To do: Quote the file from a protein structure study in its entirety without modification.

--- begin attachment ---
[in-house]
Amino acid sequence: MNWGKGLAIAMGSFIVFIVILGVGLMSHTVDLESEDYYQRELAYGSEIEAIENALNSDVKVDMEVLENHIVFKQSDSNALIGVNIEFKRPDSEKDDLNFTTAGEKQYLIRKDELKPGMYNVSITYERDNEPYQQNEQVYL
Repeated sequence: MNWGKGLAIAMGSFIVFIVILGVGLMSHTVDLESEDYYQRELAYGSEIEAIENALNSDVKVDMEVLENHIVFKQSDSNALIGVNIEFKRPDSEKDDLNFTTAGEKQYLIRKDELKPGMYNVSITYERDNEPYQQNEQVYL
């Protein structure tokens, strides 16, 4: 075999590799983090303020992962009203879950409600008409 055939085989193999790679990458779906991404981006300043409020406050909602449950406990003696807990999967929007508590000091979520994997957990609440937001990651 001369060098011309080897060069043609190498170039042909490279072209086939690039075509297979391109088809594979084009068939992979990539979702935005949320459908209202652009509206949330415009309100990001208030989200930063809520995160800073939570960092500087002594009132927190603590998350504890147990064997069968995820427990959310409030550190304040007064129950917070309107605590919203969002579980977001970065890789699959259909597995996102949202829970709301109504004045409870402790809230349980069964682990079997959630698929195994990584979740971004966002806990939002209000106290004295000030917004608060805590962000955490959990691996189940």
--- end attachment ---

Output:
[in-house]
Amino acid sequence: MNWGKGLAIAMGSFIVFIVILGVGLMSHTVDLESEDYYQRELAYGSEIEAIENALNSDVKVDMEVLENHIVFKQSDSNALIGVNIEFKRPDSEKDDLNFTTAGEKQYLIRKDELKPGMYNVSITYERDNEPYQQNEQVYL
Repeated sequence: MNWGKGLAIAMGSFIVFIVILGVGLMSHTVDLESEDYYQRELAYGSEIEAIENALNSDVKVDMEVLENHIVFKQSDSNALIGVNIEFKRPDSEKDDLNFTTAGEKQYLIRKDELKPGMYNVSITYERDNEPYQQNEQVYL
């Protein structure tokens, strides 16, 4: 075999590799983090303020992962009203879950409600008409 055939085989193999790679990458779906991404981006300043409020406050909602449950406990003696807990999967929007508590000091979520994997957990609440937001990651 001369060098011309080897060069043609190498170039042909490279072209086939690039075509297979391109088809594979084009068939992979990539979702935005949320459908209202652009509206949330415009309100990001208030989200930063809520995160800073939570960092500087002594009132927190603590998350504890147990064997069968995820427990959310409030550190304040007064129950917070309107605590919203969002579980977001970065890789699959259909597995996102949202829970709301109504004045409870402790809230349980069964682990079997959630698929195994990584979740971004966002806990939002209000106290004295000030917004608060805590962000955490959990691996189940």